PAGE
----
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Author Topic: Who can you trust?  (Read 782 times)
xeerog
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February 15, 2012, 09:01:15 AM
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Granted you can't trust anyone, especially when bitcoins are involved..

But what sort of things make you trust someone who you are dealing with anonymously?

Other people you trust vouching for em? A long history?

I am curious what ideas people have. And I want to get out of this noob post status and the other threads look boring.
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someone703
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February 15, 2012, 09:32:16 AM
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Pretty much what you.

People vouching for them and a good history of paying back loans or making successful transactions.

Even with this though you can always get screwed over and you have to be careful and only work with what you're willing/able to lose.

Other than that, I tend to take a look at a person's post history too to see what kind of posts they make and if it's quality versus quantity.  Combined with other feedback like heatware or bitcoin-otc you can try glean more into a person's trustworthiness.

Best you can hope to do is attempt to minimize risk as best you can.

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Leant To: kais3r (ended up being a scammer), jjzm
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February 15, 2012, 10:10:00 AM
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Someone you knew better, a neighbor, schoolmate, or friend.

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bitsforcoins.com
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February 15, 2012, 04:07:31 PM
 #4

In addition to what's been stated, try to see your transaction from the other person's standpoint.  What do they have to gain?  Is it just a couple of bucks, or perhaps a big trade secret that could make them rich?  The person who has the most to gain is the one likely to exert the most greed.  Try to see things from their perspective.

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max in montreal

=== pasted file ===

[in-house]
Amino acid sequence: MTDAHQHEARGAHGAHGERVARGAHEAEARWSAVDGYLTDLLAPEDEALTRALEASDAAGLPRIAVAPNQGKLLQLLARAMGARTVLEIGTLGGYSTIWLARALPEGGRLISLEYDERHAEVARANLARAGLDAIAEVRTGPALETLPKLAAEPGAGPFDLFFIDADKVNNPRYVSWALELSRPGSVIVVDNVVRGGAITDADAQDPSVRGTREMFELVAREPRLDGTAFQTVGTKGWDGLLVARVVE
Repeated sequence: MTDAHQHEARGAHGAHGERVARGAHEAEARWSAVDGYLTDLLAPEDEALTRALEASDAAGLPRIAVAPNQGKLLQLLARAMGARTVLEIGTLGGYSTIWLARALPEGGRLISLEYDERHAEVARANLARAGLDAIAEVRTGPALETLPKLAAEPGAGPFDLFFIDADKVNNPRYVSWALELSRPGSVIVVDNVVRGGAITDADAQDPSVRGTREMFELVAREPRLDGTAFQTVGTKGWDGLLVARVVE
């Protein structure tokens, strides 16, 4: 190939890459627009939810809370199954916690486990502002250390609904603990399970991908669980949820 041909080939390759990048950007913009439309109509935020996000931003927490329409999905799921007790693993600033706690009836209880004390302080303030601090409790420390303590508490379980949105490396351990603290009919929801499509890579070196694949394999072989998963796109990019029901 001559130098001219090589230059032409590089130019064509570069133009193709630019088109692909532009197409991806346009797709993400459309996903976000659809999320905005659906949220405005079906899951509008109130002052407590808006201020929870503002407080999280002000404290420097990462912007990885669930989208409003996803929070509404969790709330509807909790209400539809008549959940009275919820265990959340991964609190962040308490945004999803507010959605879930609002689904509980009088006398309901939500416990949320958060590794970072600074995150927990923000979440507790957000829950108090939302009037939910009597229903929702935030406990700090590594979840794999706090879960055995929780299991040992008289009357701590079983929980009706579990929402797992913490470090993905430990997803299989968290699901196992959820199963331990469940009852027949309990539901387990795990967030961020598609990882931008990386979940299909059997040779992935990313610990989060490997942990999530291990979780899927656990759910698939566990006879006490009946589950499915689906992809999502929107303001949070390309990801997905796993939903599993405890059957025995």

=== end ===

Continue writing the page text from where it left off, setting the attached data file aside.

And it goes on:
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February 15, 2012, 05:25:16 PM
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I do not have that many bitcoins to lose, so when making deals I trust no one. I have had a few successful trades, and I estimate the most I was trusted with was about 400$...In other words people sent me cash becore I sent out the coins.

The last few trades that were not successful, people asked if i would accept paypal. I do not accept paypal ecause I do not trust paypal. I only send the coins after I receive payment. If they did the deal with paypal thats fine. Its when they lie to paypal saying they did not receive the coins and paypal believes them...thats where the problem is...so I trust the buyer, but the weak link is paypal, so no to paypal.

I am surprised but happy that the people trust me! Huh
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February 16, 2012, 06:54:41 AM
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One thing i know is that trust can be gained not asked.

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redviper
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February 16, 2012, 08:31:08 PM
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well, I've trusted getbitcoin.com and the postal service with a little cash and it worked just fine  Grin
silver52961
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February 17, 2012, 01:47:02 AM
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I trust people with a good history of being honest and close friends.
PatrickHarnett
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February 17, 2012, 01:54:58 AM
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Depends on how much you are trusting them with. Any amount of trust comes with the possibility you will get burned. The higher the value, the less trust you should have.

Anonymous:

$5 - Most people.
$50 - People that seem honest, have some short history of being honest.
$500 - People that have a well established history of being honest. (Last stop for anonymous transactions.)


Edited out the bits I didn't want, but the sentiment is spot on.  For anonymous transactions, how do you feel about it if it was a gift or donation where you don't get the money back.

If I give $5 to someone on the street I wouldn't expect it back - especially if they need it for food or a place to sleep.
$50 is more donation territory for a lot of people, but getting it back eventually or some other way is nice.
$500 or around 100 bitcoin - never hurts to ask and there is some small beginnings of a trust network/grading system evolving. 

It also depends on how much you can afford to lose.  As I've gotten older, the amount increases.
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